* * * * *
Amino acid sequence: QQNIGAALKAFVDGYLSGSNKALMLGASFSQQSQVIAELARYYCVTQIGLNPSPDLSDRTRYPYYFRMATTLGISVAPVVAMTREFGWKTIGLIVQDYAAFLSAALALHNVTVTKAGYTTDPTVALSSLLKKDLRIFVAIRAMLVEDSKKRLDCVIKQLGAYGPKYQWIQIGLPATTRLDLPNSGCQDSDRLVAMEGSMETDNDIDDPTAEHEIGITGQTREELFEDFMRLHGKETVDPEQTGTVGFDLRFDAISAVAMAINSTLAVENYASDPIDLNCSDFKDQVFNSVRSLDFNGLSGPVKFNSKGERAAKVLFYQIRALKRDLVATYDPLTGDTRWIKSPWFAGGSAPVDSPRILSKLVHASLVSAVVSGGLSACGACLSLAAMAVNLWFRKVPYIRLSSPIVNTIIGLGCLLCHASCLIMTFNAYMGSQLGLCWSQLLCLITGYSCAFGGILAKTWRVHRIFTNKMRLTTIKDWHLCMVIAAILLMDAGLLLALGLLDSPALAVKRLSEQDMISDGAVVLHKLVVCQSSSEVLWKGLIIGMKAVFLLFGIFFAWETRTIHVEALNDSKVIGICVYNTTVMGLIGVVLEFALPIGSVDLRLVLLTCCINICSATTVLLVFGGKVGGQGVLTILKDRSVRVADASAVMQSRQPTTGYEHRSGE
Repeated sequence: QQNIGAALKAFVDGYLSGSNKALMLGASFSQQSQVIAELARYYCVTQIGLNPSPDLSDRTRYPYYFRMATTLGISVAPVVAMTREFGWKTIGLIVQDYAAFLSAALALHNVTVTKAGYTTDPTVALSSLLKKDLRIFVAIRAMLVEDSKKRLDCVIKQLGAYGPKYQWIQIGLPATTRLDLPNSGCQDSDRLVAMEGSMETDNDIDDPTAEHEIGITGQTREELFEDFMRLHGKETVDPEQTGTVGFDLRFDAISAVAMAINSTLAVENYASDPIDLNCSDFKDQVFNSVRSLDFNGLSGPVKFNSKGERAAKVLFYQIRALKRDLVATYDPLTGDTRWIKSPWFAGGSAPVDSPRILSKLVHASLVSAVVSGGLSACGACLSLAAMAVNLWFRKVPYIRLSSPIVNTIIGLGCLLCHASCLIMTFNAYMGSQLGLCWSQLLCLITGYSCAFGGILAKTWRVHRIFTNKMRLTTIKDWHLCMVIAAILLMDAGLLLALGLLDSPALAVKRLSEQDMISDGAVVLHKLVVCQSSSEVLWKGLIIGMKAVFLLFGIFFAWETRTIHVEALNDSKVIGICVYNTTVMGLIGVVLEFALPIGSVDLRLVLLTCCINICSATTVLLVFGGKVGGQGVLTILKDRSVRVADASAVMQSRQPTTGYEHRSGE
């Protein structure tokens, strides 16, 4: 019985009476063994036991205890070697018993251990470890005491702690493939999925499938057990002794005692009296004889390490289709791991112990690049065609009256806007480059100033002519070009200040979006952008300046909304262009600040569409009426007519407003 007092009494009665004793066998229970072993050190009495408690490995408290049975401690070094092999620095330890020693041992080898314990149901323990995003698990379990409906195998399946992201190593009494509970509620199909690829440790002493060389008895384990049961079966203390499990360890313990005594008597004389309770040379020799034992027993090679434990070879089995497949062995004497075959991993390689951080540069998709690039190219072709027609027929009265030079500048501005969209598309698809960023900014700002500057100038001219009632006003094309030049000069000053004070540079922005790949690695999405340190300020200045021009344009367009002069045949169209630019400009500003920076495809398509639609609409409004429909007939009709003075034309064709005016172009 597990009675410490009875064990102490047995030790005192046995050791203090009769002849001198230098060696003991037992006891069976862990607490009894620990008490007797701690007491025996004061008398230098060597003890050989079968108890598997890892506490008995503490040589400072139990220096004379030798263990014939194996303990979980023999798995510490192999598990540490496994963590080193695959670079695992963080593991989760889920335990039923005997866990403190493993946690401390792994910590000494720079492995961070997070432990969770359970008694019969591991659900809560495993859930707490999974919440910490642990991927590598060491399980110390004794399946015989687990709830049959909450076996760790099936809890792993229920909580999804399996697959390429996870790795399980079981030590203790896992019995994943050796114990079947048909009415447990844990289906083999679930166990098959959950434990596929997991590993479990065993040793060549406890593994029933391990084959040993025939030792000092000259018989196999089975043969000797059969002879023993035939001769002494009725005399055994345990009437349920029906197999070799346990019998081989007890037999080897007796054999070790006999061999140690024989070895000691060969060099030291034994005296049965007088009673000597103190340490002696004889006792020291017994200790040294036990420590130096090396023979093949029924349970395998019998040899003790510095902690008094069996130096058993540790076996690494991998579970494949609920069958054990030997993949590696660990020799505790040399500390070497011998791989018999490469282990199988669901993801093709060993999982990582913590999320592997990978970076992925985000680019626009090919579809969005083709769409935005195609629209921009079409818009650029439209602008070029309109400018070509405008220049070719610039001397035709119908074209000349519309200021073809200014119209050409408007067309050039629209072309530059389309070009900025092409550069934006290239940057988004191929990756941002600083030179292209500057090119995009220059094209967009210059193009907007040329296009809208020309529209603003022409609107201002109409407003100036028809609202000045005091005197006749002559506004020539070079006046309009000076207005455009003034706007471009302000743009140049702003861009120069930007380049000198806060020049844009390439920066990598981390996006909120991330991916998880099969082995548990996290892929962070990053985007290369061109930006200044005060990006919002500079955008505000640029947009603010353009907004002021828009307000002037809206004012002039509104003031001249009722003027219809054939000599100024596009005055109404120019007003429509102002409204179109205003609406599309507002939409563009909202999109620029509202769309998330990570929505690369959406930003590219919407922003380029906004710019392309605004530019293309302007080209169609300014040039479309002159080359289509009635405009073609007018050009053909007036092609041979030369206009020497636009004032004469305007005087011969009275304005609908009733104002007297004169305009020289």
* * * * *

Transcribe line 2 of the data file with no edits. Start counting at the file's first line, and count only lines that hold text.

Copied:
Repeated sequence: QQNIGAALKAFVDGYLSGSNKALMLGASFSQQSQVIAELARYYCVTQIGLNPSPDLSDRTRYPYYFRMATTLGISVAPVVAMTREFGWKTIGLIVQDYAAFLSAALALHNVTVTKAGYTTDPTVALSSLLKKDLRIFVAIRAMLVEDSKKRLDCVIKQLGAYGPKYQWIQIGLPATTRLDLPNSGCQDSDRLVAMEGSMETDNDIDDPTAEHEIGITGQTREELFEDFMRLHGKETVDPEQTGTVGFDLRFDAISAVAMAINSTLAVENYASDPIDLNCSDFKDQVFNSVRSLDFNGLSGPVKFNSKGERAAKVLFYQIRALKRDLVATYDPLTGDTRWIKSPWFAGGSAPVDSPRILSKLVHASLVSAVVSGGLSACGACLSLAAMAVNLWFRKVPYIRLSSPIVNTIIGLGCLLCHASCLIMTFNAYMGSQLGLCWSQLLCLITGYSCAFGGILAKTWRVHRIFTNKMRLTTIKDWHLCMVIAAILLMDAGLLLALGLLDSPALAVKRLSEQDMISDGAVVLHKLVVCQSSSEVLWKGLIIGMKAVFLLFGIFFAWETRTIHVEALNDSKVIGICVYNTTVMGLIGVVLEFALPIGSVDLRLVLLTCCINICSATTVLLVFGGKVGGQGVLTILKDRSVRVADASAVMQSRQPTTGYEHRSGE